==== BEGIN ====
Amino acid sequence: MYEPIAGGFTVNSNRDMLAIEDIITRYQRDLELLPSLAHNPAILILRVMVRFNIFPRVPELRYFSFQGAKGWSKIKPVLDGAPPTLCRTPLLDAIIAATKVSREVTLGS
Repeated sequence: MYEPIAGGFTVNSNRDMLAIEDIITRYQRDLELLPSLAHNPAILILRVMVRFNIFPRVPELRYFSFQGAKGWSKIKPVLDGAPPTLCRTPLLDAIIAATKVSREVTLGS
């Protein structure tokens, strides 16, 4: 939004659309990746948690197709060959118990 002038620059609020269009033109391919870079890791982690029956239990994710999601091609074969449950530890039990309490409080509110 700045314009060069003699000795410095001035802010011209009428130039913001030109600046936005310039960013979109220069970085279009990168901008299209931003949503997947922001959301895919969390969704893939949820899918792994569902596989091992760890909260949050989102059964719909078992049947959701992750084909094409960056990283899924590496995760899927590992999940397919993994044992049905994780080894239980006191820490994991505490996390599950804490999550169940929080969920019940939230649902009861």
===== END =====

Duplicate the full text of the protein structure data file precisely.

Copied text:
Amino acid sequence: MYEPIAGGFTVNSNRDMLAIEDIITRYQRDLELLPSLAHNPAILILRVMVRFNIFPRVPELRYFSFQGAKGWSKIKPVLDGAPPTLCRTPLLDAIIAATKVSREVTLGS
Repeated sequence: MYEPIAGGFTVNSNRDMLAIEDIITRYQRDLELLPSLAHNPAILILRVMVRFNIFPRVPELRYFSFQGAKGWSKIKPVLDGAPPTLCRTPLLDAIIAATKVSREVTLGS
């Protein structure tokens, strides 16, 4: 939004659309990746948690197709060959118990 002038620059609020269009033109391919870079890791982690029956239990994710999601091609074969449950530890039990309490409080509110 700045314009060069003699000795410095001035802010011209009428130039913001030109600046936005310039960013979109220069970085279009990168901008299209931003949503997947922001959301895919969390969704893939949820899918792994569902596989091992760890909260949050989102059964719909078992049947959701992750084909094409960056990283899924590496995760899927590992999940397919993994044992049905994780080894239980006191820490994991505490996390599950804490999550169940929080969920019940939230649902009861």